Dr. Stuart Pimm, Founder and President of SavingSpecies, provides the following report on the progress for the golden lion tamarin restoration project after his December 2012 visit there:
At the end of November, I was invited to attend and present at the 20th Anniversary of the Golden Lion Tamarin Association. It was a wonderful event, celebrating 20 years of a programme that rescued the tamarins from the very brink of extinction — a couple of hundred individuals — to the 1700 in the wild now. And, of course, SavingSpecies played a vital role on this with our raising money for a key land purchase — Fazenda Dourado.
This was a hugely significant purchase. First of all, it connects the largest remaining block of lowland forest, Reserva União to forests elsewhere and uphill.
Second, the management of the Reserva now wants to include all the connected forests into one huge protected area and are making plans to do so. This will create 72 square kilometres of protected forest — a huge area for this part of the Mata Atlântica, which is so badly fragmented. The new director of the Reserva was hugely excited as he told me this — and very grateful indeed for our purchase making it possible.
Third, in a way I did not anticipate, our efforts have inspired and motivated our Brazilian colleagues to find ways to create other corridors. This was a very exciting meeting.
What was even more exciting was the visit to the land itself. I’ve tried to capture some sense of what our efforts here have achieved in three satellite images and two photos below.
The first satellite image is from May 2007. The existing reserve is the isolated block of forest, centred on the W 42 02 marker. In addition to holding one of the largest populations of the tamarin, our models predict this fragment has the largest numbers of endangered birds in all of the Americas. It probably holds the largest numbers of all other threatened species too — this is a very rich hotspot, in very serious trouble, and this is its best bit.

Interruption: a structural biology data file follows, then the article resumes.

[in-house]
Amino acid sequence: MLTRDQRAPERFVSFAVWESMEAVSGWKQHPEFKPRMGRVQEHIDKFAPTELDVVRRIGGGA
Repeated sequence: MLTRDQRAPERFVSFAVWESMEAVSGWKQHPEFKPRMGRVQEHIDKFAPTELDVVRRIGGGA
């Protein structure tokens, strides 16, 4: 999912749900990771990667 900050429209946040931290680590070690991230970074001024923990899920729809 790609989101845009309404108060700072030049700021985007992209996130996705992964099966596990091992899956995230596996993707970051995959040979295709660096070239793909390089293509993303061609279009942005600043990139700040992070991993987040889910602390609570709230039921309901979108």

The forest to the west, just connects at the western end to a huge, mountain state park, at W42 10. Connecting all these pieces was vitally important.
The third image shows the same place this October. The reforestation efforts have mostly closed the gap. Indeed, it’s even better than it looks from this image, because in what appear to be open areas are hundreds of small trees – you can see them in you zoom in — that were planted this year. (The restoration is a combination of natural growth and deliberate plantings of the most open areas.)
Finally, images 4 and 5 have before and after shots, looking south, down the valley. In 2007, this was a very badly degraded cattle pasture, with the isolated forest on the left.
Now, the forest is coming back wonderfully quickly. Some areas have trees that are 4 metres tall already. Indeed, at the bottom end of the valley, most of the trees are already this tall. Where we stood in a cattle pasture a few years ago is now a rapidly growing forest.
And yes, tamarins are now able to disperse through it.
This has been a spectacularly successful project. Of course, we have a lot more such connections to make.